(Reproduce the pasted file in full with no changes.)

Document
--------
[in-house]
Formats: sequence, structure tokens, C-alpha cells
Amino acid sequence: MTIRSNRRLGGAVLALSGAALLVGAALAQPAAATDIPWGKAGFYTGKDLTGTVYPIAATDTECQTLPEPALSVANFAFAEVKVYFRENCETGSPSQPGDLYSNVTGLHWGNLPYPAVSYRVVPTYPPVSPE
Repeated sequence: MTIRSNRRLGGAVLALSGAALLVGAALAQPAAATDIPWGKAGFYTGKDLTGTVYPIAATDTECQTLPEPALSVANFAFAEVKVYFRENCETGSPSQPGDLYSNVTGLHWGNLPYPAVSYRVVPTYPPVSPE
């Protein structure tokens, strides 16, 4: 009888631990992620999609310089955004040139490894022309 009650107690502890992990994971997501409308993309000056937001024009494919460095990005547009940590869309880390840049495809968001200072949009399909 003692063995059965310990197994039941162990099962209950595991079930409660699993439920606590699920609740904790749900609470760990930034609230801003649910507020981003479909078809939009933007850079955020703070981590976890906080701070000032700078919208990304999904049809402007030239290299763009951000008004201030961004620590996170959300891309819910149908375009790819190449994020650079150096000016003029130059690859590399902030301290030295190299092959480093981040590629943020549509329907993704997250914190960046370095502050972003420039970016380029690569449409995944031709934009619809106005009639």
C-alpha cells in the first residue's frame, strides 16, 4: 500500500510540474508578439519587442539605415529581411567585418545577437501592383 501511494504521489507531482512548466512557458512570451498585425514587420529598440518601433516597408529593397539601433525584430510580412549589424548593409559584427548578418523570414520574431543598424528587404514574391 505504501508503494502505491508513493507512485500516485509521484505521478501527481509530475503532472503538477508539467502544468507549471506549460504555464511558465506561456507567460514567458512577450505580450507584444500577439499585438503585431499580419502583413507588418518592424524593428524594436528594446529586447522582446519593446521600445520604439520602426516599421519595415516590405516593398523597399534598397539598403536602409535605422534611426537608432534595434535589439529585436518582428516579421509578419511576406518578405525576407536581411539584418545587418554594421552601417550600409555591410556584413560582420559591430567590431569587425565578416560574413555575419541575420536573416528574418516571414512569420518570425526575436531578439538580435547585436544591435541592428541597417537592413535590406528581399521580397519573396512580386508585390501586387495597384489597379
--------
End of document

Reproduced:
[in-house]
Formats: sequence, structure tokens, C-alpha cells
Amino acid sequence: MTIRSNRRLGGAVLALSGAALLVGAALAQPAAATDIPWGKAGFYTGKDLTGTVYPIAATDTECQTLPEPALSVANFAFAEVKVYFRENCETGSPSQPGDLYSNVTGLHWGNLPYPAVSYRVVPTYPPVSPE
Repeated sequence: MTIRSNRRLGGAVLALSGAALLVGAALAQPAAATDIPWGKAGFYTGKDLTGTVYPIAATDTECQTLPEPALSVANFAFAEVKVYFRENCETGSPSQPGDLYSNVTGLHWGNLPYPAVSYRVVPTYPPVSPE
């Protein structure tokens, strides 16, 4: 009888631990992620999609310089955004040139490894022309 009650107690502890992990994971997501409308993309000056937001024009494919460095990005547009940590869309880390840049495809968001200072949009399909 003692063995059965310990197994039941162990099962209950595991079930409660699993439920606590699920609740904790749900609470760990930034609230801003649910507020981003479909078809939009933007850079955020703070981590976890906080701070000032700078919208990304999904049809402007030239290299763009951000008004201030961004620590996170959300891309819910149908375009790819190449994020650079150096000016003029130059690859590399902030301290030295190299092959480093981040590629943020549509329907993704997250914190960046370095502050972003420039970016380029690569449409995944031709934009619809106005009639």
C-alpha cells in the first residue's frame, strides 16, 4: 500500500510540474508578439519587442539605415529581411567585418545577437501592383 501511494504521489507531482512548466512557458512570451498585425514587420529598440518601433516597408529593397539601433525584430510580412549589424548593409559584427548578418523570414520574431543598424528587404514574391 505504501508503494502505491508513493507512485500516485509521484505521478501527481509530475503532472503538477508539467502544468507549471506549460504555464511558465506561456507567460514567458512577450505580450507584444500577439499585438503585431499580419502583413507588418518592424524593428524594436528594446529586447522582446519593446521600445520604439520602426516599421519595415516590405516593398523597399534598397539598403536602409535605422534611426537608432534595434535589439529585436518582428516579421509578419511576406518578405525576407536581411539584418545587418554594421552601417550600409555591410556584413560582420559591430567590431569587425565578416560574413555575419541575420536573416528574418516571414512569420518570425526575436531578439538580435547585436544591435541592428541597417537592413535590406528581399521580397519573396512580386508585390501586387495597384489597379